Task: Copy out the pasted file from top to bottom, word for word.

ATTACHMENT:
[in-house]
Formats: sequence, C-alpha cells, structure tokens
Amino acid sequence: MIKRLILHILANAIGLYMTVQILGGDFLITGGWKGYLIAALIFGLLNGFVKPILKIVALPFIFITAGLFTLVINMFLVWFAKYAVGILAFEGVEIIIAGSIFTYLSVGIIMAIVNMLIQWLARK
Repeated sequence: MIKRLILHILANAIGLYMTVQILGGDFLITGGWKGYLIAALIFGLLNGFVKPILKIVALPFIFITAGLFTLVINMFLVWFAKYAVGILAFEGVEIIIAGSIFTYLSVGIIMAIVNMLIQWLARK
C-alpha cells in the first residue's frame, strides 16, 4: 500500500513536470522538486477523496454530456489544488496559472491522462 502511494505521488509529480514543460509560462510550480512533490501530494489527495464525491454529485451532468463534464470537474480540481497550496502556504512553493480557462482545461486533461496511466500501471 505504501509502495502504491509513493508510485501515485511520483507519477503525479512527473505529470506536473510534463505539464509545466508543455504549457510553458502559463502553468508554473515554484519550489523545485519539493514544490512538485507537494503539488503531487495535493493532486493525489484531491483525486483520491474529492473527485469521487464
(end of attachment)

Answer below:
[in-house]
Formats: sequence, C-alpha cells, structure tokens
Amino acid sequence: MIKRLILHILANAIGLYMTVQILGGDFLITGGWKGYLIAALIFGLLNGFVKPILKIVALPFIFITAGLFTLVINMFLVWFAKYAVGILAFEGVEIIIAGSIFTYLSVGIIMAIVNMLIQWLARK
Repeated sequence: MIKRLILHILANAIGLYMTVQILGGDFLITGGWKGYLIAALIFGLLNGFVKPILKIVALPFIFITAGLFTLVINMFLVWFAKYAVGILAFEGVEIIIAGSIFTYLSVGIIMAIVNMLIQWLARK
C-alpha cells in the first residue's frame, strides 16, 4: 500500500513536470522538486477523496454530456489544488496559472491522462 502511494505521488509529480514543460509560462510550480512533490501530494489527495464525491454529485451532468463534464470537474480540481497550496502556504512553493480557462482545461486533461496511466500501471 505504501509502495502504491509513493508510485501515485511520483507519477503525479512527473505529470506536473510534463505539464509545466508543455504549457510553458502559463502553468508554473515554484519550489523545485519539493514544490512538485507537494503539488503531487495535493493532486493525489484531491483525486483520491474529492473527485469521487464